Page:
A memo written by counsel for Missouri House Democrats says the agency responsible for regulating the state’s medical marijuana industry obstructed an oversight committee’s examination of the program.
The memo, which was obtained by The Star on Monday, also alleges conflicts of interest and other issues with a consultant the state hired to score applications for medical marijuana licenses.
It also says that Missouri Gov. Mike Parson’s office was able to influence the state’s new medical marijuana program — namely how applications were scored and a report later used to limit how many licenses would be awarded.
The report written by Casey Millburg, counsel for the Missouri House Democratic Caucus, was a review of findings from records sought by the Special Committee on Government Oversight from the Missouri Department of Health and Senior Services.
The memo adds to scrutiny of Missouri’s nascent medical marijuana program, which voters approved in 2018 though a constitutional amendment.
The committee received thousands of documents from a request for records made in May as scrutiny of the program was well underway. The request was made on the heels of several lawsuits filed by unsuccessful applicants who claimed irregularities in how licenses were evaluated and handed out.
“The allegations of executive branch interference in the committee’s work and the potential implications that raises are disturbing,” said Millburg’s memo. “Unfortunately, a careful and thorough review of the records provided to the committee raises other serious concerns.”
A spokesperson for DHSS said Monday afternoon that the department had not seen the memo and would not comment on it.
Parson, who met with reporters on Tuesday after an appearance in Kansas City, said the memo was the product of a House aide working with Democrats with an election fewer than two months away.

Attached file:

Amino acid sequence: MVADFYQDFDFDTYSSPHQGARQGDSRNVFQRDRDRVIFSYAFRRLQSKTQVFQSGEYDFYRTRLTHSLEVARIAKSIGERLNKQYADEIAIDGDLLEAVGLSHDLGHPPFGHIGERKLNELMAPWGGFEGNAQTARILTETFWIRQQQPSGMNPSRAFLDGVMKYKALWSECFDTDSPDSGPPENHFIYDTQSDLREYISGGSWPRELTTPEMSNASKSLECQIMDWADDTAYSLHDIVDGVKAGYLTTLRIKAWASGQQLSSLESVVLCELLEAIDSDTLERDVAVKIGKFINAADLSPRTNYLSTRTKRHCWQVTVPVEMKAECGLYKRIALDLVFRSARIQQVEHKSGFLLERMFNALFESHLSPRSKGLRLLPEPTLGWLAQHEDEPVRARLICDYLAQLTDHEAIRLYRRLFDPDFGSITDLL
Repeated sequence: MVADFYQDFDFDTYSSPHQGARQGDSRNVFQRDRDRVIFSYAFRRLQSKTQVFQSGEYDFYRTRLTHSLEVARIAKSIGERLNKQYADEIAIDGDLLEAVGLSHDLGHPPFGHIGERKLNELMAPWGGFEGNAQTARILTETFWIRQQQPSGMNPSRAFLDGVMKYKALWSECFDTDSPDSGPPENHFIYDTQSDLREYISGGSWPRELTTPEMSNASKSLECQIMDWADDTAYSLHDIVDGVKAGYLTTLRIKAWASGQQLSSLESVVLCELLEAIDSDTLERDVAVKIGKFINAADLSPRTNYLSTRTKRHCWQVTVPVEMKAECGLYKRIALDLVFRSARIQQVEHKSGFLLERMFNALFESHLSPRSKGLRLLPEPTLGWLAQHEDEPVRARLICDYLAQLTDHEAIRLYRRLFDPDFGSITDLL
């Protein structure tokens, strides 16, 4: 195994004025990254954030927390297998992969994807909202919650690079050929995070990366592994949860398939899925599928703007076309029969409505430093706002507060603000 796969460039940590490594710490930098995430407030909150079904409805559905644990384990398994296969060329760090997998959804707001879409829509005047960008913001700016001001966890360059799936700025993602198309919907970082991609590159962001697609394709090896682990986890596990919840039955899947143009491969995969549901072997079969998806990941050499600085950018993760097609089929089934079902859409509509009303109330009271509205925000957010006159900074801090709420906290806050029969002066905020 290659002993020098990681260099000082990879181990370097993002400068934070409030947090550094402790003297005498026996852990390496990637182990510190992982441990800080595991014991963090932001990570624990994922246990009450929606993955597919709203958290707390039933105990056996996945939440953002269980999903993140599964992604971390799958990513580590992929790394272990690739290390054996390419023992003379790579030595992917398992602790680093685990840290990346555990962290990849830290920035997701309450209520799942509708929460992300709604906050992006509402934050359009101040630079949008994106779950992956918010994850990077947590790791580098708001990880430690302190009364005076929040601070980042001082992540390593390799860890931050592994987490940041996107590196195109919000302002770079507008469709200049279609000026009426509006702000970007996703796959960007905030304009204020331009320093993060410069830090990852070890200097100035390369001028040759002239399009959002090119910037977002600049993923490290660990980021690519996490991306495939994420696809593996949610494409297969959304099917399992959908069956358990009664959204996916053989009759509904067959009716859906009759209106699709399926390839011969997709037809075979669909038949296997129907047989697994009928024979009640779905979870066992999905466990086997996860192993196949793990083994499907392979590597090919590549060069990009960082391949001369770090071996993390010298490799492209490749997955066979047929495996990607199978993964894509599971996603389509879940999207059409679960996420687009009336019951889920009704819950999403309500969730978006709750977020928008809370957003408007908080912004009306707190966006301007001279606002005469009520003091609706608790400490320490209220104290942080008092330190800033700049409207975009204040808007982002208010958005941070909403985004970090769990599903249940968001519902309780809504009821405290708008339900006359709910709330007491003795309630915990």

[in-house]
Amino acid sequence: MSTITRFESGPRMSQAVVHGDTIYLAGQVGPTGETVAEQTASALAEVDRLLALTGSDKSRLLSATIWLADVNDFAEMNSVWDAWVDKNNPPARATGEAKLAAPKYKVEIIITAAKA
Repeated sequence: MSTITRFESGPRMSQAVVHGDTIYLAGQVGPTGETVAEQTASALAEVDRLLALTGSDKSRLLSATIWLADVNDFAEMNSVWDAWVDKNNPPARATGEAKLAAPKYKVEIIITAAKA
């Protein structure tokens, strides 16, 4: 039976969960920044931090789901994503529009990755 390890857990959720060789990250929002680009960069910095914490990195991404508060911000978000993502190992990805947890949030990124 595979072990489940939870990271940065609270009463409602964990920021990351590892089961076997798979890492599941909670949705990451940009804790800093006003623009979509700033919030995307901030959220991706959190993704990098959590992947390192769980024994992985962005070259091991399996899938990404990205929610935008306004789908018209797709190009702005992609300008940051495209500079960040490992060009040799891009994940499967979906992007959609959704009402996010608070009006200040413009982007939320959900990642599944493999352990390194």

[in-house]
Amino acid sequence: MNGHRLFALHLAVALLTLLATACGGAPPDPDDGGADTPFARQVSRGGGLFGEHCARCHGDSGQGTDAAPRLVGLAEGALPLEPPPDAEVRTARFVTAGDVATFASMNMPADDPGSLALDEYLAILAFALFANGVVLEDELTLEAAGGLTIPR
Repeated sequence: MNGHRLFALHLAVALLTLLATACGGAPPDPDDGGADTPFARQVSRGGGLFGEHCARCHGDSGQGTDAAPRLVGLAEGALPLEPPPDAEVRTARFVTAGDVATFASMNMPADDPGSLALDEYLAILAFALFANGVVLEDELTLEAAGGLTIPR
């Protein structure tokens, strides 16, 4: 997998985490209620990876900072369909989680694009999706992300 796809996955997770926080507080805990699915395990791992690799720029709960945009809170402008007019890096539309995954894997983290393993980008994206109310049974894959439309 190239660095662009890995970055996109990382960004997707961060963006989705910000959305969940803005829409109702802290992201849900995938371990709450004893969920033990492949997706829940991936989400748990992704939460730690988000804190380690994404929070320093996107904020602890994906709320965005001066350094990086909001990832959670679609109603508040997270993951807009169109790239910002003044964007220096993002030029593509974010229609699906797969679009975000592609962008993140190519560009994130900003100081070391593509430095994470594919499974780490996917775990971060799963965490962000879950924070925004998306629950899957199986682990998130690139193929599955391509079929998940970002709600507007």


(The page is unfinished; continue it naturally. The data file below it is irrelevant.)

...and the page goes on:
“There’s absolutely no interference,” Parson said. “I don’t even know why some aide would be able to write a letter and all of a sudden that even becomes newsworthy. If we do that, we’ll be chasing stories from here ‘til Election Day on both sides of it. It’s ridiculous even to be repeated.”
Millburg’s memo cited “a frustrating series of departmental obfuscations and obstructions in response to warranted concerns and questions about the state’s medical marijuana licensure process,” and accused DHSS of not providing other records that the committee sought without providing an adequate explanation.
A conflict of interest?
Records obtained by the committee include an email that appears to show a consultant hired by the state to score license applications may have had a conflict of interest.
The memo points to an Aug. 21, 2019, email from Beth Heidrich to her husband Kurt Heidrich, both co-founders of St. Louis-area medical marijuana company KindBio. The email recounts a conversation she had five days earlier with Chad Westom, who founded marijuana industry consultancy Veracious Compliance Solutions.
Veracious Compliance Solutions joined with Oaksterdam University, an unaccredited institution offering studies in the cannabis industry, to form Wise Health Solutions, the firm hired by Missouri to score medical marijuana licenses.